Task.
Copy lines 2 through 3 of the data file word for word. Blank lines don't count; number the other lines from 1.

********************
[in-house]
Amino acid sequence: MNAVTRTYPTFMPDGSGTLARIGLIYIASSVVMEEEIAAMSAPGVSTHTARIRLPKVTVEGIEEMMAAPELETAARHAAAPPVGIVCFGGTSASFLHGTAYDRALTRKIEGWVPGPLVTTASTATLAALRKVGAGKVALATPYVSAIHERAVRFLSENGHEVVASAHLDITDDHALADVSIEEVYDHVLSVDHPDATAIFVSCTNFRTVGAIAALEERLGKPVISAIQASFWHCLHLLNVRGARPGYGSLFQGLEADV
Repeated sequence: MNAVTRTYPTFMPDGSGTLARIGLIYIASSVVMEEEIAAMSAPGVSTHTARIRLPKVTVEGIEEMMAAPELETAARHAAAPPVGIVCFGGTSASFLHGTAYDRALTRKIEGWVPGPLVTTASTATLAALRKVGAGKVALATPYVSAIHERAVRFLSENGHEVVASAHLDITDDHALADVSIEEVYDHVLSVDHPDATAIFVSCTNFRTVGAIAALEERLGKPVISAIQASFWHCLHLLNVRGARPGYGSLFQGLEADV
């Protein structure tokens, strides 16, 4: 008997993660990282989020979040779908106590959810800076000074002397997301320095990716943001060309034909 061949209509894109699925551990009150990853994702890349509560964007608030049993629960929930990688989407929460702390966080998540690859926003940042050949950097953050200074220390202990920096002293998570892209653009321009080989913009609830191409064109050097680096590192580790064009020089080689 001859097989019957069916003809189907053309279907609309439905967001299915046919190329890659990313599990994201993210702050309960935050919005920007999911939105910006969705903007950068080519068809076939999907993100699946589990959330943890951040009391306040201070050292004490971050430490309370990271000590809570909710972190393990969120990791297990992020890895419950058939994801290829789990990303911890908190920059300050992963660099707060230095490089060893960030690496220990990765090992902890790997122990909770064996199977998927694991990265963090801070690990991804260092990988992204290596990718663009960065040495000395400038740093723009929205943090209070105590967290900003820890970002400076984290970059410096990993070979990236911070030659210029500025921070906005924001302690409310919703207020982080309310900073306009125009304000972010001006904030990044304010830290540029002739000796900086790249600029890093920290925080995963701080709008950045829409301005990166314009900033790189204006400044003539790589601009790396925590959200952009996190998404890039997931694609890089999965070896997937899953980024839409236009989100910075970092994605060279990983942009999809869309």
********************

Amino acid sequence: MNAVTRTYPTFMPDGSGTLARIGLIYIASSVVMEEEIAAMSAPGVSTHTARIRLPKVTVEGIEEMMAAPELETAARHAAAPPVGIVCFGGTSASFLHGTAYDRALTRKIEGWVPGPLVTTASTATLAALRKVGAGKVALATPYVSAIHERAVRFLSENGHEVVASAHLDITDDHALADVSIEEVYDHVLSVDHPDATAIFVSCTNFRTVGAIAALEERLGKPVISAIQASFWHCLHLLNVRGARPGYGSLFQGLEADV
Repeated sequence: MNAVTRTYPTFMPDGSGTLARIGLIYIASSVVMEEEIAAMSAPGVSTHTARIRLPKVTVEGIEEMMAAPELETAARHAAAPPVGIVCFGGTSASFLHGTAYDRALTRKIEGWVPGPLVTTASTATLAALRKVGAGKVALATPYVSAIHERAVRFLSENGHEVVASAHLDITDDHALADVSIEEVYDHVLSVDHPDATAIFVSCTNFRTVGAIAALEERLGKPVISAIQASFWHCLHLLNVRGARPGYGSLFQGLEADV